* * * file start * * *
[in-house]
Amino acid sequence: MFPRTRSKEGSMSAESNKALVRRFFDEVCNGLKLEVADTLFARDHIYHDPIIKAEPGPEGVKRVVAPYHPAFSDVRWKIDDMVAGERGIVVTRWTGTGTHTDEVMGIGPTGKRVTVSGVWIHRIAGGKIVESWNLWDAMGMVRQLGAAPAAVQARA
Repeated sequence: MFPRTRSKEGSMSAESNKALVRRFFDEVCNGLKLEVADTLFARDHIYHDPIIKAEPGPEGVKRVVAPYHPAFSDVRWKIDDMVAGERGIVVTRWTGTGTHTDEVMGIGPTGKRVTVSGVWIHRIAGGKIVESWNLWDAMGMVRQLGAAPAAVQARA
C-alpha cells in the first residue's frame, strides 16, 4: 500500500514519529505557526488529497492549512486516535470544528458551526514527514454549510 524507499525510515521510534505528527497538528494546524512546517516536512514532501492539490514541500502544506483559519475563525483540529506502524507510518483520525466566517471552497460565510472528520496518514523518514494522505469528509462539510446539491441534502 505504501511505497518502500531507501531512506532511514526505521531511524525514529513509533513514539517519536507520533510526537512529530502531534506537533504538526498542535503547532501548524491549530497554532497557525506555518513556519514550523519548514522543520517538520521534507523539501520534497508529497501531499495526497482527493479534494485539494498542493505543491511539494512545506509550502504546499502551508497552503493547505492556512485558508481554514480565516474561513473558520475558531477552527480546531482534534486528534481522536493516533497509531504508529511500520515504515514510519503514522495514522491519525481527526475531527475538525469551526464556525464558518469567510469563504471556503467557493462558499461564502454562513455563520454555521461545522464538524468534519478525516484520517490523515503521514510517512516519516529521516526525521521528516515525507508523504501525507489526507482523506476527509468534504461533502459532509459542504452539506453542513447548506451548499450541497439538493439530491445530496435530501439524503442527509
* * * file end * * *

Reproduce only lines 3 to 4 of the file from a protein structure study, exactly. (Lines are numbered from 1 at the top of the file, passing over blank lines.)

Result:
Repeated sequence: MFPRTRSKEGSMSAESNKALVRRFFDEVCNGLKLEVADTLFARDHIYHDPIIKAEPGPEGVKRVVAPYHPAFSDVRWKIDDMVAGERGIVVTRWTGTGTHTDEVMGIGPTGKRVTVSGVWIHRIAGGKIVESWNLWDAMGMVRQLGAAPAAVQARA
C-alpha cells in the first residue's frame, strides 16, 4: 500500500514519529505557526488529497492549512486516535470544528458551526514527514454549510 524507499525510515521510534505528527497538528494546524512546517516536512514532501492539490514541500502544506483559519475563525483540529506502524507510518483520525466566517471552497460565510472528520496518514523518514494522505469528509462539510446539491441534502 505504501511505497518502500531507501531512506532511514526505521531511524525514529513509533513514539517519536507520533510526537512529530502531534506537533504538526498542535503547532501548524491549530497554532497557525506555518513556519514550523519548514522543520517538520521534507523539501520534497508529497501531499495526497482527493479534494485539494498542493505543491511539494512545506509550502504546499502551508497552503493547505492556512485558508481554514480565516474561513473558520475558531477552527480546531482534534486528534481522536493516533497509531504508529511500520515504515514510519503514522495514522491519525481527526475531527475538525469551526464556525464558518469567510469563504471556503467557493462558499461564502454562513455563520454555521461545522464538524468534519478525516484520517490523515503521514510517512516519516529521516526525521521528516515525507508523504501525507489526507482523506476527509468534504461533502459532509459542504452539506453542513447548506451548499450541497439538493439530491445530496435530501439524503442527509